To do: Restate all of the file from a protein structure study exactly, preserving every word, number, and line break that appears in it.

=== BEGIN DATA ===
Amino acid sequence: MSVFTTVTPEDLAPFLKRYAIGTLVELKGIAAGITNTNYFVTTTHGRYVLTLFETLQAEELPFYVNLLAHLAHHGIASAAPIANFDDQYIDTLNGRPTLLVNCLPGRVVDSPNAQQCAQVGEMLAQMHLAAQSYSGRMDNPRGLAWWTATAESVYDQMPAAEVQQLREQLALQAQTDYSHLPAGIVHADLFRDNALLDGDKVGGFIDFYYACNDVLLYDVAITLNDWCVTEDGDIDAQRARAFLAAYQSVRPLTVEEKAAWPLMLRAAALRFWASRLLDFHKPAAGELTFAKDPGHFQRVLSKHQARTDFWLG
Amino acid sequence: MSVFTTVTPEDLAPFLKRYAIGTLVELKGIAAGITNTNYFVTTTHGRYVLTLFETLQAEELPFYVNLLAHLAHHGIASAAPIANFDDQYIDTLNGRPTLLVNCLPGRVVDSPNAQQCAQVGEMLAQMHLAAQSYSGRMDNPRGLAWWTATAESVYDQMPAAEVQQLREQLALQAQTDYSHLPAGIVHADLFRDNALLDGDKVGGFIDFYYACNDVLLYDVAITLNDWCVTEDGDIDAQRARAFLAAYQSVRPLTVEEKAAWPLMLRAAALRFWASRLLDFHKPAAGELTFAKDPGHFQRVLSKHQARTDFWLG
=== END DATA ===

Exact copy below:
Amino acid sequence: MSVFTTVTPEDLAPFLKRYAIGTLVELKGIAAGITNTNYFVTTTHGRYVLTLFETLQAEELPFYVNLLAHLAHHGIASAAPIANFDDQYIDTLNGRPTLLVNCLPGRVVDSPNAQQCAQVGEMLAQMHLAAQSYSGRMDNPRGLAWWTATAESVYDQMPAAEVQQLREQLALQAQTDYSHLPAGIVHADLFRDNALLDGDKVGGFIDFYYACNDVLLYDVAITLNDWCVTEDGDIDAQRARAFLAAYQSVRPLTVEEKAAWPLMLRAAALRFWASRLLDFHKPAAGELTFAKDPGHFQRVLSKHQARTDFWLG
Amino acid sequence: MSVFTTVTPEDLAPFLKRYAIGTLVELKGIAAGITNTNYFVTTTHGRYVLTLFETLQAEELPFYVNLLAHLAHHGIASAAPIANFDDQYIDTLNGRPTLLVNCLPGRVVDSPNAQQCAQVGEMLAQMHLAAQSYSGRMDNPRGLAWWTATAESVYDQMPAAEVQQLREQLALQAQTDYSHLPAGIVHADLFRDNALLDGDKVGGFIDFYYACNDVLLYDVAITLNDWCVTEDGDIDAQRARAFLAAYQSVRPLTVEEKAAWPLMLRAAALRFWASRLLDFHKPAAGELTFAKDPGHFQRVLSKHQARTDFWLG